Joey Hundert — social entrepreneur, start-up consultant and founder of the “Sustainival,” the world’s first green carnival — has been working for a decade and a half to promote ventures that both make money and make the world a better place. He’s been a social-entrepreneur-in-residence with Wharton Social Impact Initiative for the last several years.
In a recent interview with Knowledge@Wharton, Wharton management professor Tyler Wry talked with Hundert about his experience as an entrepreneur, the social enterprise energy among students, and what it takes to succeed in a business that has dual social and financial aspirations. The following is an edited transcript that originally appeared on K@W on May 20, 2015.
Tyler Wry: How did you get into social enterprise, and what brought you to Wharton?
Joey Hundert: I came here about four years ago, to guest lecture in one of your classes…. [Since then,] I’ve become sort of the social entrepreneur in residence. And while I’m here, I get to learn what they’re doing at the Social Impact Initiative. I’m always amazed at how they’re developing each year. These are super-ambitious people, developing something really unique to help nurture social enterprise. The intent was for me to come and lecture initially, on not just social enterprise and social entrepreneurship, but also entrepreneurship in general, from a deeply experiential point of view.… A lot of students want to get into start-ups, and into venture, only they’re coming at it from a very theoretical, academic basis — lacking experience. And so, some professors, such as yourself, will have students try to create start-up ideas and work on start-ups in class, which is getting them this much-needed experiential component.
I drop into the system to try to work with them, and to give them a heads-up about the experience of entrepreneurship and what they’re missing … and to help them refine their ideas.
Wry: We talk about social enterprise, and we talk about social entrepreneurship. But when you start to really dig into them, people can be having really different conversations about what those two components mean together. How do you define this stuff, and what do you see in terms of the students who are working on it?
Hundert: I define social entrepreneurship, or social venture, as a company or venture, nonprofit or otherwise, that has a social impact baked right into the product, or right into the value they seek to offer society. Not like, “Hey, on occasion, with 1% of our profits, we do this thing for helping people out.” To me, that’s too minor. More so, it’s, “Well, every time you buy this, we give the exact same value to another community.” Or, “By virtue of you buying this product, people are getting educated.”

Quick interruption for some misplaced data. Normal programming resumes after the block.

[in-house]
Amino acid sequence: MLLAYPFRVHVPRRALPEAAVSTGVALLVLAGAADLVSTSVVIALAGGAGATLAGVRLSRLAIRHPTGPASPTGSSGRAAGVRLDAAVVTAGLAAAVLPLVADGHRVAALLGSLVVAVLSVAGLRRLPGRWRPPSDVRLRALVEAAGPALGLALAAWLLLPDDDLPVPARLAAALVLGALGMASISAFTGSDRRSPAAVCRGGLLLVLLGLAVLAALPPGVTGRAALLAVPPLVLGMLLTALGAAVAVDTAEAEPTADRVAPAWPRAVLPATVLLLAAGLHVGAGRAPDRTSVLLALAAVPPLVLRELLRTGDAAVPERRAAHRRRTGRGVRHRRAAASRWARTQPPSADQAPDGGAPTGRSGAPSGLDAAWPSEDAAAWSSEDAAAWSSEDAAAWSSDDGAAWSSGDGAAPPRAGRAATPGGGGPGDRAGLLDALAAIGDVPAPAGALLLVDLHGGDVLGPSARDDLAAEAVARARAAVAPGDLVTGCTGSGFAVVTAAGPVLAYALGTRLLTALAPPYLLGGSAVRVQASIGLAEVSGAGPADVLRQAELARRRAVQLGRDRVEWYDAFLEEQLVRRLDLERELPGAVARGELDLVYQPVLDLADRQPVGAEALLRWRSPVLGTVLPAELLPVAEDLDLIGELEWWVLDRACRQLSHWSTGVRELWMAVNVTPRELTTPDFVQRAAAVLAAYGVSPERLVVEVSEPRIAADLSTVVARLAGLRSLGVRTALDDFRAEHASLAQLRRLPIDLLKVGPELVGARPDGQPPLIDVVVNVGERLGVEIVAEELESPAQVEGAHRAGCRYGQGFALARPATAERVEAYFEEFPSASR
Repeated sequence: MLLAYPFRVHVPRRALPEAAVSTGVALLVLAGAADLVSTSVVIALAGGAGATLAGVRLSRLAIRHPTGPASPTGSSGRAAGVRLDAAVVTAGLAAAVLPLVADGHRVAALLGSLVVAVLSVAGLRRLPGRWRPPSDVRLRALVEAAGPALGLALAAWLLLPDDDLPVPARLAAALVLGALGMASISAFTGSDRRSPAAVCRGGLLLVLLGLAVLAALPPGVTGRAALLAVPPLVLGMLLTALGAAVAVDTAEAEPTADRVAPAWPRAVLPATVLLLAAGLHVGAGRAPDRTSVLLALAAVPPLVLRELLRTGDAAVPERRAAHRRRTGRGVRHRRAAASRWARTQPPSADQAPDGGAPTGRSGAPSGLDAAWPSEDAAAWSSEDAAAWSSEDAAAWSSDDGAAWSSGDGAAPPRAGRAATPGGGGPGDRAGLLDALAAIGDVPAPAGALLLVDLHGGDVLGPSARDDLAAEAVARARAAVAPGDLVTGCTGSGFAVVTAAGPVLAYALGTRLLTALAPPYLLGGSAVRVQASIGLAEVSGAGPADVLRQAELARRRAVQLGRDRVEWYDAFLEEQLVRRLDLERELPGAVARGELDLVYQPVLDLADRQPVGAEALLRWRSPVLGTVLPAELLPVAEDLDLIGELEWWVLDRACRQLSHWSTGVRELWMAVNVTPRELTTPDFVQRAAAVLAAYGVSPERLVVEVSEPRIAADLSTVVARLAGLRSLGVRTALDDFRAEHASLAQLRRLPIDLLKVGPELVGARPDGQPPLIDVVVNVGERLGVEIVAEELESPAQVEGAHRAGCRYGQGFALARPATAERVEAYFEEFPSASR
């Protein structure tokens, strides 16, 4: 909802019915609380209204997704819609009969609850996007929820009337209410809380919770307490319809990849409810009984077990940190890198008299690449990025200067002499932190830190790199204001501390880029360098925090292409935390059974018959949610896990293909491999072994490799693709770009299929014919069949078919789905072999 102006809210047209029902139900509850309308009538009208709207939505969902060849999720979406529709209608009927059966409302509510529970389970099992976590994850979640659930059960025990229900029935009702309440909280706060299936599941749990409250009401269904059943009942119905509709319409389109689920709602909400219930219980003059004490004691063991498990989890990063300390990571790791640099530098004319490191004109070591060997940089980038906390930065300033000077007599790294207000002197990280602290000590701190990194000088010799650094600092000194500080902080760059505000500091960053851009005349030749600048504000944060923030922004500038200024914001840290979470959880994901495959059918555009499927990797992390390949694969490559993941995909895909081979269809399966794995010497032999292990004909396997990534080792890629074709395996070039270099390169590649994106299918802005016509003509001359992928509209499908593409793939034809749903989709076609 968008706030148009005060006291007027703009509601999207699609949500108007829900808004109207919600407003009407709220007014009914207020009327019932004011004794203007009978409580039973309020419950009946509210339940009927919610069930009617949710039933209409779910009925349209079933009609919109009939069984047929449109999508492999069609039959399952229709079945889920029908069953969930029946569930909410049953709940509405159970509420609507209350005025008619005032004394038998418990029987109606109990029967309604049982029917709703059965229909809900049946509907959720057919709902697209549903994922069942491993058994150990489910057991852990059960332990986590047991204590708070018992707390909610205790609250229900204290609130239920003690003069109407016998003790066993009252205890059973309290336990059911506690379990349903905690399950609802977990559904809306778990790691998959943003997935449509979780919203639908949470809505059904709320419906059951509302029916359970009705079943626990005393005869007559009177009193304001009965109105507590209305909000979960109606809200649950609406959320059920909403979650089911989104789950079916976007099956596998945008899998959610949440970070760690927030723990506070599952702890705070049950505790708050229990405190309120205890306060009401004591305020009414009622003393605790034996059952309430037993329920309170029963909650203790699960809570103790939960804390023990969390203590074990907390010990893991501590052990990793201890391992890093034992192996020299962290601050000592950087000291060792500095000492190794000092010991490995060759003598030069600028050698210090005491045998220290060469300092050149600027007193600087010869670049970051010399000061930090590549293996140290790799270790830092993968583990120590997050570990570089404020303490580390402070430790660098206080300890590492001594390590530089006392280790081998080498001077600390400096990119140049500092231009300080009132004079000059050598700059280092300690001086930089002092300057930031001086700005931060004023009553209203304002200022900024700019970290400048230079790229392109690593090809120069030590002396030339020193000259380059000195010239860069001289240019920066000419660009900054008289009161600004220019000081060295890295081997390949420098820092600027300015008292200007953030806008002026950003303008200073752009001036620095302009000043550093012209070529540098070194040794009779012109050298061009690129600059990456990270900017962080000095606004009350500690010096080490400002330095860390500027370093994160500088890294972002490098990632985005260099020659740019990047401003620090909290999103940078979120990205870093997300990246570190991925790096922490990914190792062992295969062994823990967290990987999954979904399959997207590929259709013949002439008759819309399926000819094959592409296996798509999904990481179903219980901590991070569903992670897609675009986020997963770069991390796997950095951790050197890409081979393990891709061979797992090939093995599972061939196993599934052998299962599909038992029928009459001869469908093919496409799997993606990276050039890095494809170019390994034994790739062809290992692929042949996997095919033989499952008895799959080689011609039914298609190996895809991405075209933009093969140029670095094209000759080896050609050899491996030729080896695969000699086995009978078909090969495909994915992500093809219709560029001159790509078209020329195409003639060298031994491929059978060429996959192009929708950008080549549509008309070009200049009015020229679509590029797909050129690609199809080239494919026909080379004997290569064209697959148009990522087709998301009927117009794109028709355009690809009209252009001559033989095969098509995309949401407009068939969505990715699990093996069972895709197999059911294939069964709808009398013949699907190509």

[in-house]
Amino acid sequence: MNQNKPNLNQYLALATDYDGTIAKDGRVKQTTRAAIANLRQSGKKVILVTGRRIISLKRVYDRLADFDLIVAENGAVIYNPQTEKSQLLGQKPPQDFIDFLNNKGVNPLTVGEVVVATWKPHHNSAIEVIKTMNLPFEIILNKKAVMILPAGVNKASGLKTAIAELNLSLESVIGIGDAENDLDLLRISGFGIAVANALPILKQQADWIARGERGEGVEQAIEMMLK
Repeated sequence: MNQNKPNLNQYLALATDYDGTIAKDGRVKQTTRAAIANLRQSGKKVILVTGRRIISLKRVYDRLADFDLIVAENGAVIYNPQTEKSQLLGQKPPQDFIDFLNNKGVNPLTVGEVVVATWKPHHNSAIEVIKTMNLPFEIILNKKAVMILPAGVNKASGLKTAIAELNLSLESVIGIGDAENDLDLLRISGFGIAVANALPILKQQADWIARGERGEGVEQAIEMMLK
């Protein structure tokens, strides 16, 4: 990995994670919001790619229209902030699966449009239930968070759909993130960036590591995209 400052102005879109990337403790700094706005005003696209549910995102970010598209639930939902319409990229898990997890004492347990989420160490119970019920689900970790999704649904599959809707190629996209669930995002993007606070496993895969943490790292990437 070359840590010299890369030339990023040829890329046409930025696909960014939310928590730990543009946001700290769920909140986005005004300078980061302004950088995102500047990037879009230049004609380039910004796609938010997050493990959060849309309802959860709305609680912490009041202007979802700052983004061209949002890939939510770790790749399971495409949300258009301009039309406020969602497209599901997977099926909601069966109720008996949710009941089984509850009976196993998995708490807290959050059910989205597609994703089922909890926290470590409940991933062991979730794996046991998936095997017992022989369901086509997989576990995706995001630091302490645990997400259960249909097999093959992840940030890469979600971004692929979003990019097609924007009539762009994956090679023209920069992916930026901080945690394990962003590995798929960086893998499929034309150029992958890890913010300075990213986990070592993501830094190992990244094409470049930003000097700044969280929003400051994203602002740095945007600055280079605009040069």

To me, social enterprise is when the [whole operation is imbued with a] social impact — education, helping lift people out of poverty, helping provide access to food or drinking water, helping to level the quality of life around the world.
These sorts of things — lifting people out of poverty, creating education, inspiration. That [impact] has to be worked right into the product Twitter . [It can’t be a matter of], “Hey, once a year we go volunteer.” That’s not it. To me, an actual larger percentage of costs of goods sold, or a larger percentage of gross revenues, is put to this purpose. And it’s continually reinvested in.
Not only that, but the values of the founders [must be] commensurate with this creating impact. It can be that the founders have figured out that this is a market advantage. It gives them a leg up on their competitors. I don’t really care if that’s the driver. [What’s more important is] that the impact is consistent, it’s measurable, and it’s doing something great in society.
Wry: Let’s talk a little bit about the students here at Wharton. What are you seeing, in terms of the energy around social enterprise with what they’re doing? Do you see the potential of the people who can mix the two?
“What I’m hearing from [students] is that there’s this deep desire to do good in the world.”
Hundert: I’ve been coming here for four years, and what I’m hearing from the student body is that there’s this deep desire to do good in the world. And I think if you look at the millennial set and the younger set, their need to see the world improve is really powerful. If you think about what’s happened in their youth, they’ve seen a terrible recession, a lingering recession. They’ve seen a lot of new data on climate and ecosystems, and terrible weather. This is constantly on their consciousness.
So, the cool thing is, you’ve got these students that are just brilliant at finance, and they want to create a huge impact in the world. You put that together, and it’s a very productive intersection.
Now, they’re also super high achievers, which is actually a bit of a downside, because they can’t stand failure. And entrepreneurship is just one failure after another — and what you do with those failures. The difference between a failure and a pivot is that, at the moment of failure, an entrepreneur [could] put their tail between their legs, pack up and go home – that’s a failure. Or, the entrepreneur who smacks into reality, and their product breaks — they remake the product to more naturally suit that reality, so they can now progress. That’s a pivot. So, while I’m seeing lots of desire to create something awesome in the world, and use these unique skills and financial acumen, there’s also a bit of a mismatch between people’s appetite for failure here, and what’s coming for them in venture, should they get into it.